Fran Drescher says rousing SAG speech was unscripted: “It just came out of my mouth”

Fran Drescher had planned to read a simple statement on the start of the SAG-AFTRA strike at the July 13 union rally and then answer a few questions.

But as the President stood before her members, she was moved to say much more.

“You guys are crazy – why are you doing this?” she said while recounting weeks of negotiations with the AMPTP that have left many union members feeling “insulted”.

“You’re on the wrong side of history,” she continued. “Right now, we stand in solidarity with unprecedented unity. Our union and sister unions, as well as unions around the world, stand by us and other unions because eventually we will get there. They cannot continue to be disadvantaged, excluded, disrespected and dishonored. The entire business model has been transformed by streaming, digital and AI. This is a historic moment. This is a moment of truth.”

The heated comments came off the cuff, Drescher said after looking at her prepared remarks and dismissing them.

“I took a quick look at it and was like, ‘You know what, I can’t say this, I really feel like I have to speak from the heart,'” said the former “Nanny” star said the Associated Press in an interview at the union headquarters. “It just came out of my mouth and I’m glad I was able to express myself as succinctly, honestly and authentically as I did. And I find it fascinating when you speak from the heart, people are so receptive. Because I think you see a lot of people who don’t.”

writers strike

The union leader told the AP she believes the strikes now crippling Hollywood are part of a larger issue about how companies value shareholders to the people who work for them.

“I think it’s bigger than the sum of its parts,” she said of the actors’ union joining the writers’ unions on the picket line. I think it’s now a conversation about the culture of big business and how it treats everyone up and down in the name of profit.”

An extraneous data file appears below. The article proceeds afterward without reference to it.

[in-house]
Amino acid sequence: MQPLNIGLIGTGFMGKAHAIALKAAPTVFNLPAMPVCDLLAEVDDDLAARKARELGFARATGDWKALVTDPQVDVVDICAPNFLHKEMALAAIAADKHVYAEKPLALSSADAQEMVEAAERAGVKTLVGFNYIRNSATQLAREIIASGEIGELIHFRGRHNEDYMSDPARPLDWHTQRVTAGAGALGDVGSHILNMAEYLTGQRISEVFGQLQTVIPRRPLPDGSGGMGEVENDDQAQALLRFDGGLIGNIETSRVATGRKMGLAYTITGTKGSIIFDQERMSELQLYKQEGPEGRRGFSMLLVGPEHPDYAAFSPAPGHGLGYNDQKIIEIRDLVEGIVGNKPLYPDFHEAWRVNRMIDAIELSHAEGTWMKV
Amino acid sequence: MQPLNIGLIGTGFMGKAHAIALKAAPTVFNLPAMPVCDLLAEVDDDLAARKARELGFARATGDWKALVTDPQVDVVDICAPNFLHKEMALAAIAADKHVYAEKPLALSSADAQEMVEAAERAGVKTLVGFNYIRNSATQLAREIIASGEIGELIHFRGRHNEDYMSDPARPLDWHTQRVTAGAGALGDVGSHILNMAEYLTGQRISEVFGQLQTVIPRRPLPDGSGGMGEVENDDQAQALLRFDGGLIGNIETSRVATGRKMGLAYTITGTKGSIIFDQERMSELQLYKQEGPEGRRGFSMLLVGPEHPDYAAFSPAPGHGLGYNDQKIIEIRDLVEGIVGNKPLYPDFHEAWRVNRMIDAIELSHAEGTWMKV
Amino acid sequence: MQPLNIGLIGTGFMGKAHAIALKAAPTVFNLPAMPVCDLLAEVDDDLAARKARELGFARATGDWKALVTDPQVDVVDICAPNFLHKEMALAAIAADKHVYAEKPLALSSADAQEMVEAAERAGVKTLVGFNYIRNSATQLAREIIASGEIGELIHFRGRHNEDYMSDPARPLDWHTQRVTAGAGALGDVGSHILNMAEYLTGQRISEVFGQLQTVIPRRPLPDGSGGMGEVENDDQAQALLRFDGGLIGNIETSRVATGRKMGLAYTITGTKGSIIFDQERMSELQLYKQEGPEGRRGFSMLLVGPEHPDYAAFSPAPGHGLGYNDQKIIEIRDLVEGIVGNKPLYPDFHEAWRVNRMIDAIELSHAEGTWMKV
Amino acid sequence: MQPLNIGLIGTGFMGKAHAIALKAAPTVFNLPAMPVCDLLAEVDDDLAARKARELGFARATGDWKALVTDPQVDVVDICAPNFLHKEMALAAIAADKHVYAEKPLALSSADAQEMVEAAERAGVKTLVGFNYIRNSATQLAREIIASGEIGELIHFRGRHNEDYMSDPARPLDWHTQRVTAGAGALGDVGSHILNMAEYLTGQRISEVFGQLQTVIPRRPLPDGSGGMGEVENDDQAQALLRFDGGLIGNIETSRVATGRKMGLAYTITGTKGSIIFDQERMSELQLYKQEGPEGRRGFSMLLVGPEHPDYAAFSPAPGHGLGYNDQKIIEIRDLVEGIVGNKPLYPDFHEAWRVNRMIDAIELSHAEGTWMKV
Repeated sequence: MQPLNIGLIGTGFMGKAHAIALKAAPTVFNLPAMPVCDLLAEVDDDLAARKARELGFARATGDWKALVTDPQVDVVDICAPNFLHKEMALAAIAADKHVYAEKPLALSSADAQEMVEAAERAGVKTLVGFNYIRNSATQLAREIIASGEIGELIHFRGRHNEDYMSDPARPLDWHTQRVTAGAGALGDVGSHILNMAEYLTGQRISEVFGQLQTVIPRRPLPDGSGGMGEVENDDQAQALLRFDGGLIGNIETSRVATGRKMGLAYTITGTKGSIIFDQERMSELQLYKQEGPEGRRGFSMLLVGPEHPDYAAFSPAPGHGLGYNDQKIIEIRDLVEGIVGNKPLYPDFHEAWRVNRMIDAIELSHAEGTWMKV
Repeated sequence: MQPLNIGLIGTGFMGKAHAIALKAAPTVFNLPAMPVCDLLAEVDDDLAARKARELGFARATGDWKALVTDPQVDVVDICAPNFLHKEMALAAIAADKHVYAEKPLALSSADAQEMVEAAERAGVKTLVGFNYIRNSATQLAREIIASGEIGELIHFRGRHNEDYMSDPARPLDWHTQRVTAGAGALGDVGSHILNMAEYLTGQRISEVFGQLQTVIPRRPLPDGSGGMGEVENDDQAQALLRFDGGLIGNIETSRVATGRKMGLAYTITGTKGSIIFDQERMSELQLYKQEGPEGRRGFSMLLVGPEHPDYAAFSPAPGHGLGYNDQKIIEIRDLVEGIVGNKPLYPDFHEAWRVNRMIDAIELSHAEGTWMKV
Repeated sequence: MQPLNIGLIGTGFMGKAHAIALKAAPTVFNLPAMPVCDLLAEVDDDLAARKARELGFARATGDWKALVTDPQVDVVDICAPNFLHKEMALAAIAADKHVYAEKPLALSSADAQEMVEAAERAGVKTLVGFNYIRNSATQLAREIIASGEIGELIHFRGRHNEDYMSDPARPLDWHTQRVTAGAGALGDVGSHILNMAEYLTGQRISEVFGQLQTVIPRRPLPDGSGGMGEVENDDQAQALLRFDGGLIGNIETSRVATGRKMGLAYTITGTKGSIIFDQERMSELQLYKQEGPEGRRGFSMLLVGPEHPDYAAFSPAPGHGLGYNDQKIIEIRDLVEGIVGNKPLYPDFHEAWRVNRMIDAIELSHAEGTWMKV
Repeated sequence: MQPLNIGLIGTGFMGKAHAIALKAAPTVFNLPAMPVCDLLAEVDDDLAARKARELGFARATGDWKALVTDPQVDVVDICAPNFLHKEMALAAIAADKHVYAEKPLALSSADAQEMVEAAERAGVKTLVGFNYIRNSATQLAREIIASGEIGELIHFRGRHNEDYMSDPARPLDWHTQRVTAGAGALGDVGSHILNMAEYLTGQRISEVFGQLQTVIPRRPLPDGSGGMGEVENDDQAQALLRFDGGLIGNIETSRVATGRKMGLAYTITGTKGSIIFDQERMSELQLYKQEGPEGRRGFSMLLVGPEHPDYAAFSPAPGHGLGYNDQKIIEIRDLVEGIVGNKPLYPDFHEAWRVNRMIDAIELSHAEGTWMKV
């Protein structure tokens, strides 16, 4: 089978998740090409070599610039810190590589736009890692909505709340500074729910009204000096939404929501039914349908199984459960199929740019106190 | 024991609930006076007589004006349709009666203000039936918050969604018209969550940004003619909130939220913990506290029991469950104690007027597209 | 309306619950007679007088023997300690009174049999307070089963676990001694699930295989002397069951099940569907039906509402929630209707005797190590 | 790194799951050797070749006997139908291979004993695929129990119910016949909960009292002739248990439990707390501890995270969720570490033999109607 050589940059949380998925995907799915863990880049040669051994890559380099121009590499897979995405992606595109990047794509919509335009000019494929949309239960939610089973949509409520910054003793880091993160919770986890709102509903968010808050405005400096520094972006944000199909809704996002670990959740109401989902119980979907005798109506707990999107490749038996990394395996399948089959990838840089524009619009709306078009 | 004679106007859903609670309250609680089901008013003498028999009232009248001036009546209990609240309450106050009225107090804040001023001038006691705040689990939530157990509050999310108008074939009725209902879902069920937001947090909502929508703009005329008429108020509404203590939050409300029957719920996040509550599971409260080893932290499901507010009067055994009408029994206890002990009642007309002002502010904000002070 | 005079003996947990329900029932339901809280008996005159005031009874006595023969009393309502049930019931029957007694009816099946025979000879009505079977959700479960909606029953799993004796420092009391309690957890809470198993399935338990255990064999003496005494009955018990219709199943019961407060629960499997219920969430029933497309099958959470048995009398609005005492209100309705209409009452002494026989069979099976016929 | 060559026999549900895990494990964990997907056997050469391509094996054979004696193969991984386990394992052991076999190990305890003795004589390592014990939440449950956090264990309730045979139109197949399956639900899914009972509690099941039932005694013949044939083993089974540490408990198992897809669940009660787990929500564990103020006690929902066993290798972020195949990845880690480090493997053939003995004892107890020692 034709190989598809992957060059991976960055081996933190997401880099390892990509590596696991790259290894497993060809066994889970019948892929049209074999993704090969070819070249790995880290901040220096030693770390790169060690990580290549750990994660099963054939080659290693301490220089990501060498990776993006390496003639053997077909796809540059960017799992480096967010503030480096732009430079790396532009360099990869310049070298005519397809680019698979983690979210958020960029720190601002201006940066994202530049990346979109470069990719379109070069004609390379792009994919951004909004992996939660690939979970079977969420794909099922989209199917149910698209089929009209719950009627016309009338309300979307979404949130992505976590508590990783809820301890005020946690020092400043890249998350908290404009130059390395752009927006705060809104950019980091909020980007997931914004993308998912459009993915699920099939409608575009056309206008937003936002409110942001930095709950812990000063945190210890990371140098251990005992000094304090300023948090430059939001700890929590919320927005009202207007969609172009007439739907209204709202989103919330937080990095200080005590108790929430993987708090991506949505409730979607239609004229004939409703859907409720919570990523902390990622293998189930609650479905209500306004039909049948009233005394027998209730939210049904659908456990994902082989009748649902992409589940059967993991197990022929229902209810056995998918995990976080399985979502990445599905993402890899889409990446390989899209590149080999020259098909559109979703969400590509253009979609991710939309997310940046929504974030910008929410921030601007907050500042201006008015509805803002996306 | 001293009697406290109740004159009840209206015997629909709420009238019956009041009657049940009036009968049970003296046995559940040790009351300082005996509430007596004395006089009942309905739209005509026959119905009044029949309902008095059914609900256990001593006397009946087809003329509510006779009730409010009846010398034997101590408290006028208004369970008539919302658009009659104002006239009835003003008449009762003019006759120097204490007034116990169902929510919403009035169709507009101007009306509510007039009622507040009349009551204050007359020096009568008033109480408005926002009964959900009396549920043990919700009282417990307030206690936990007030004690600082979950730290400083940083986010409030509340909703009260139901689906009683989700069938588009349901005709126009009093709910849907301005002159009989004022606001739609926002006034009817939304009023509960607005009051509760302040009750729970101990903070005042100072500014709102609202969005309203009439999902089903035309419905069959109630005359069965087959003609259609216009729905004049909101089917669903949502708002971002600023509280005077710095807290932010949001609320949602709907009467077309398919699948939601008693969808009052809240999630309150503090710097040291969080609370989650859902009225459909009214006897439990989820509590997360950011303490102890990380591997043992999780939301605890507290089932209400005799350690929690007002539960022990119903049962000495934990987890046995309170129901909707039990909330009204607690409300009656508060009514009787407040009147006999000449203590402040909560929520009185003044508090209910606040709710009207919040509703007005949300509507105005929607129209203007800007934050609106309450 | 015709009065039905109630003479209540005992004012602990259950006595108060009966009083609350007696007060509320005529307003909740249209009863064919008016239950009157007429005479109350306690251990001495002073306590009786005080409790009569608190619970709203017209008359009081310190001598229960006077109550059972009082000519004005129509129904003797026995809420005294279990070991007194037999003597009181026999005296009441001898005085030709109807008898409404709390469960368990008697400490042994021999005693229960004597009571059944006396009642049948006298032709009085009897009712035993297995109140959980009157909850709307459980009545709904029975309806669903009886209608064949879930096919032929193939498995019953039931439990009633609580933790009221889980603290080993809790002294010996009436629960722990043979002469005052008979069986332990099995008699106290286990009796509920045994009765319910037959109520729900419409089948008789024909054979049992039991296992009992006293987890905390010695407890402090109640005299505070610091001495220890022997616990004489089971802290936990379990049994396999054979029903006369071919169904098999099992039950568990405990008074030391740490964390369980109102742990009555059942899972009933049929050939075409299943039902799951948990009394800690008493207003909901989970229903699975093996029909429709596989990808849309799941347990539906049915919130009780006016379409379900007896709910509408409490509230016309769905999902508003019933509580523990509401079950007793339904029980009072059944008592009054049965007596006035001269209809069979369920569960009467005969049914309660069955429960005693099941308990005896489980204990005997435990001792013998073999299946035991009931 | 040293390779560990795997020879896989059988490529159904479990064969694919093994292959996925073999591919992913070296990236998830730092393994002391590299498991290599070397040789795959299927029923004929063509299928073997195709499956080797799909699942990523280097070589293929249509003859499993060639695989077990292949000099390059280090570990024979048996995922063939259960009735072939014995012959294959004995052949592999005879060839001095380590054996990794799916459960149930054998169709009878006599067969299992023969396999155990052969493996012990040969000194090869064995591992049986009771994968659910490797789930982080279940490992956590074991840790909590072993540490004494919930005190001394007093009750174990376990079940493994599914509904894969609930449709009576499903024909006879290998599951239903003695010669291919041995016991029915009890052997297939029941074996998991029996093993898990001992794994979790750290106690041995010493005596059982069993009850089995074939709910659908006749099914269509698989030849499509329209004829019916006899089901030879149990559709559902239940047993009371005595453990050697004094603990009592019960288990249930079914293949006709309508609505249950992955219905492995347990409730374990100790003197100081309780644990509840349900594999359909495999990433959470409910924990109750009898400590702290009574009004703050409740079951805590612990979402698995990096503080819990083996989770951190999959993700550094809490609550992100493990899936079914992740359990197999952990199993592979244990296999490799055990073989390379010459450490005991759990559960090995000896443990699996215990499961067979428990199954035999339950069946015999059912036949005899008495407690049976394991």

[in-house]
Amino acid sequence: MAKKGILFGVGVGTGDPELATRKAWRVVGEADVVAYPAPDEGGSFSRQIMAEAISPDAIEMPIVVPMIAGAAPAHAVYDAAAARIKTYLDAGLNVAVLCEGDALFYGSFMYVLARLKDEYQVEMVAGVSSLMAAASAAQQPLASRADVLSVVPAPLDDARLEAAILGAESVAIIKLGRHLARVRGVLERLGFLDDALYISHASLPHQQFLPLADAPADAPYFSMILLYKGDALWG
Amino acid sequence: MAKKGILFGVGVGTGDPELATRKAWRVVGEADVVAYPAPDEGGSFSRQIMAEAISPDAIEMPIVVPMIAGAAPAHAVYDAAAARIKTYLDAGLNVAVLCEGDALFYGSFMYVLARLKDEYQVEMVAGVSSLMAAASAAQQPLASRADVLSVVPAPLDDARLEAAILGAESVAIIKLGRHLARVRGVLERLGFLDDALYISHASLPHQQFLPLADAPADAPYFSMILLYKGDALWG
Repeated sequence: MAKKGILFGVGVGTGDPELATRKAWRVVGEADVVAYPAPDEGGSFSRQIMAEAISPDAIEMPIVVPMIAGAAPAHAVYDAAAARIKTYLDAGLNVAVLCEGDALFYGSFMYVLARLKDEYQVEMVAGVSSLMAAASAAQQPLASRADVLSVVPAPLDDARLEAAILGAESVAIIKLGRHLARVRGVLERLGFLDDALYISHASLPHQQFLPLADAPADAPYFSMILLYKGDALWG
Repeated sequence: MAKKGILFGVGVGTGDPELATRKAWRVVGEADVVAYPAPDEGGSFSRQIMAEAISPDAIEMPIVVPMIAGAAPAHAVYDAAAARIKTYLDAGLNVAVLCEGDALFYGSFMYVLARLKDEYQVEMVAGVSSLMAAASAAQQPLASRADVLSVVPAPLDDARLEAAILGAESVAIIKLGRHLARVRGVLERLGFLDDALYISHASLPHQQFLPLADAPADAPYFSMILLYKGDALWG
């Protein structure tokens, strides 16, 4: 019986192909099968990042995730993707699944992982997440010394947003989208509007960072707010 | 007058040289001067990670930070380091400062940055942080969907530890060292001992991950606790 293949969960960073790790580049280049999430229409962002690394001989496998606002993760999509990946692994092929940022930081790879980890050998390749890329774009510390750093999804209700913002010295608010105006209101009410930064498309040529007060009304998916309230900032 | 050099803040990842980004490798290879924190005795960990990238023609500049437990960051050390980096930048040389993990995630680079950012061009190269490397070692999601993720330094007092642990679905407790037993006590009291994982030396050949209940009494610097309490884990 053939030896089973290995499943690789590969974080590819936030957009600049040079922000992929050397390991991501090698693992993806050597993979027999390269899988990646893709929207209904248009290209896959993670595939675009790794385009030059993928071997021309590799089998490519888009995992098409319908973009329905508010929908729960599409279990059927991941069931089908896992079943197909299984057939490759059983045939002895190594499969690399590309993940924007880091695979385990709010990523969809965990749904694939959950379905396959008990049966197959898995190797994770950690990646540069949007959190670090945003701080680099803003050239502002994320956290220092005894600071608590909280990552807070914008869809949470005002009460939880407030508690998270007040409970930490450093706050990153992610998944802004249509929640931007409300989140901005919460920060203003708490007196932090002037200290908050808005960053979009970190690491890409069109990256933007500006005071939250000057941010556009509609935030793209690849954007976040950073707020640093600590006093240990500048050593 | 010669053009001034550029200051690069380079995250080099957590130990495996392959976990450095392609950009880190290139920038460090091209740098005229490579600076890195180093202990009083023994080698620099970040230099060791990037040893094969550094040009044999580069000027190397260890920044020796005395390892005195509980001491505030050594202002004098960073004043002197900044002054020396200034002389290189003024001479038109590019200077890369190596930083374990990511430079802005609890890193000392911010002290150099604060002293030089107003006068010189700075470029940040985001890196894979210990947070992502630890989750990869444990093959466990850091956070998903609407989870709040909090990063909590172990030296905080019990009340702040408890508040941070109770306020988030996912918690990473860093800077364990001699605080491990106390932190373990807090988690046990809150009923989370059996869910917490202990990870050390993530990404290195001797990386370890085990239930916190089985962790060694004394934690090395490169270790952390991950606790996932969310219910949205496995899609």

She said the business has changed drastically since the late 1990s when she starred in her sitcom. I’m very grateful that I had my big breakthrough during this time and not this time,” said Drescher. “When I started at CBS with ‘The Nanny,’ it was still a family business. You knew who the owners were and could talk to them. And everything has changed.”

“Now you have a business model where the CEOs are more connected to the shareholders and not to the people who are actually making the product that they are selling,” she said. “I think you have a breakdown that is unsustainable.”

Duncan Crabtree Ireland pickets sag backwards

Nevertheless, Drescher lamented the failure of the talks with the AMPTP.

“I don’t really understand what the silent treatment is,” Drescher said. “It could be a tactical strategy to see if we can wait them out until we lose our resolve and then they can get a better deal for themselves.”

But she said that won’t happen.

Drescher said that such a thing will not happen.

“This is a turning point,” she said. “I don’t think anyone in charge of the AMPTP really understands that.

“This is not like any previous hearing. We are in a whole new ball game. And unless things change radically, I honestly believe that this strike will eventually do them great harm.”

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